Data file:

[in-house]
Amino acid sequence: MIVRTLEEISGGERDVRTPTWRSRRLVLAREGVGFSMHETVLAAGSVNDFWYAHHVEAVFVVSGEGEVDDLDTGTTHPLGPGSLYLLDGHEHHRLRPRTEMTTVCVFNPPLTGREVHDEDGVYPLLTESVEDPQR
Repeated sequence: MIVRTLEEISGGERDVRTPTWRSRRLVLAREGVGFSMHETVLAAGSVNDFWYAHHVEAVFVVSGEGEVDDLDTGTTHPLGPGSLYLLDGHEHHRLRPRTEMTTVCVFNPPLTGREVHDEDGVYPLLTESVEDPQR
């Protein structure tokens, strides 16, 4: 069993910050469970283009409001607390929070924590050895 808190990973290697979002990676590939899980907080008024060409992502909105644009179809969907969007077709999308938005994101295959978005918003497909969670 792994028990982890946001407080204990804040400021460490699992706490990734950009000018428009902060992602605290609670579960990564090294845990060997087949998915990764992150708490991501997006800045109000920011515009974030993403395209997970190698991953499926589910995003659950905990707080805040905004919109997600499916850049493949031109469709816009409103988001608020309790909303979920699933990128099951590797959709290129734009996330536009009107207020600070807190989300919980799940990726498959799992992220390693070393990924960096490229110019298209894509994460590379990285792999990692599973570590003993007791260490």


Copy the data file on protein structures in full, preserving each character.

[in-house]
Amino acid sequence: MIVRTLEEISGGERDVRTPTWRSRRLVLAREGVGFSMHETVLAAGSVNDFWYAHHVEAVFVVSGEGEVDDLDTGTTHPLGPGSLYLLDGHEHHRLRPRTEMTTVCVFNPPLTGREVHDEDGVYPLLTESVEDPQR
Repeated sequence: MIVRTLEEISGGERDVRTPTWRSRRLVLAREGVGFSMHETVLAAGSVNDFWYAHHVEAVFVVSGEGEVDDLDTGTTHPLGPGSLYLLDGHEHHRLRPRTEMTTVCVFNPPLTGREVHDEDGVYPLLTESVEDPQR
């Protein structure tokens, strides 16, 4: 069993910050469970283009409001607390929070924590050895 808190990973290697979002990676590939899980907080008024060409992502909105644009179809969907969007077709999308938005994101295959978005918003497909969670 792994028990982890946001407080204990804040400021460490699992706490990734950009000018428009902060992602605290609670579960990564090294845990060997087949998915990764992150708490991501997006800045109000920011515009974030993403395209997970190698991953499926589910995003659950905990707080805040905004919109997600499916850049493949031109469709816009409103988001608020309790909303979920699933990128099951590797959709290129734009996330536009009107207020600070807190989300919980799940990726498959799992992220390693070393990924960096490229110019298209894509994460590379990285792999990692599973570590003993007791260490």